Let us consider again the queueing problem, that is, the problem of the customers waiting in a queue for service (see Example 5.7). We suppose again that customers join the queue in such a way that the time between arrivals is an exponentially distributed random variable \(X\) with density function
    \[
    f_X(t)=\lambda e^{-\lambda t} .
    \]
    Then the expected value of the time between arrivals is simply \(1 / \lambda\) (see Example 6.26), as was stated in Example 5.7. The reciprocal \(\lambda\) of this expected value is often referred to as the arrival rate. The service time of an individual who is first in line is defined to be the amount of time that the person stays at the head of the line before leaving. We suppose that the customers are served in such a way that the service time is another exponentially distributed random variable \(Y\) with density function
    \[
    f_X(t)=\mu e^{-\mu t} .
    \]
    Then the expected value of the service time is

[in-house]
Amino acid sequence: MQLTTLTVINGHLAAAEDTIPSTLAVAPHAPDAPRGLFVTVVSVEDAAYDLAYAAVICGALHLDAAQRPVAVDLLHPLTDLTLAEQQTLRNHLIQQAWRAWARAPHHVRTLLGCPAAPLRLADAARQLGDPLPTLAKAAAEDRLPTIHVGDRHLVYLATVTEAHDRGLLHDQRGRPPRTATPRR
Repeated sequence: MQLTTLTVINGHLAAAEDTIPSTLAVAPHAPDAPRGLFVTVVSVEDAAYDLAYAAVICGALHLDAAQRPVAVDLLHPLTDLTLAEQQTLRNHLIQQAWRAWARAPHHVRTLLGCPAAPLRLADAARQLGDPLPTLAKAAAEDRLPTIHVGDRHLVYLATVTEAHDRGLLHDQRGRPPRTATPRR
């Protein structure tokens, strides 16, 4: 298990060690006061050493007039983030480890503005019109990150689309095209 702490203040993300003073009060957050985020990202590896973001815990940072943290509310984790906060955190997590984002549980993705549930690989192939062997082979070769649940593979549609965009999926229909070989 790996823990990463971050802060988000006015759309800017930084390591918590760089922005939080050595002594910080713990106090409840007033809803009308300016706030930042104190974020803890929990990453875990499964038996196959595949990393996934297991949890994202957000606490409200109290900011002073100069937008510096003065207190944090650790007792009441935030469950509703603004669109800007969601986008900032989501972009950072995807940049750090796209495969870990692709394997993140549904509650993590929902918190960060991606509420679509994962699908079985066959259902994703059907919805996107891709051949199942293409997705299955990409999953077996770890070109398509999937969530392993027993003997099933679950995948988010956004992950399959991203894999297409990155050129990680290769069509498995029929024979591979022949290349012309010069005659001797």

\[
    E(X)=\int_0^{\infty} t f_X(t) d t=\frac{1}{\mu} .
    \]
    The reciprocal \(\mu\) if this expected value is often referred to as the service rate

     

    We expect on grounds of our everyday experience with queues that if the service rate is greater than the arrival rate, then the average queue size will tend to stabilize, but if the service rate is less than the arrival rate, then the queue will tend to increase in length without limit (see Figure 5.7). The simulations in Example 5.7 tend to bear out our everyday experience. We can make this conclusion more precise if we introduce the traffic intensity as the product
    \[
    \rho=(\text { arrival rate })(\text { average service time })=\frac{\lambda}{\mu}=\frac{1 / \mu}{1 / \lambda} .
    \]
    The traffic intensity is also the ratio of the average service time to the average time between arrivals. If the traffic intensity is less than 1 the queue will perform reasonably, but if it is greater than 1 the queue will grow indefinitely large. In the critical case of \(\rho=1\), it can be shown that the queue will become large but there will always be times at which the queue is empty. \({ }^{22}\)

    In the case that the traffic intensity is less than 1 we can consider the length of the queue as a random variable \(Z\) whose expected value is finite,
    \[
    E(Z)=N .
    \]
    The time spent in the queue by a single customer can be considered as a random variable \(W\) whose expected value is finite,
    \[
    E(W)=T .
    \]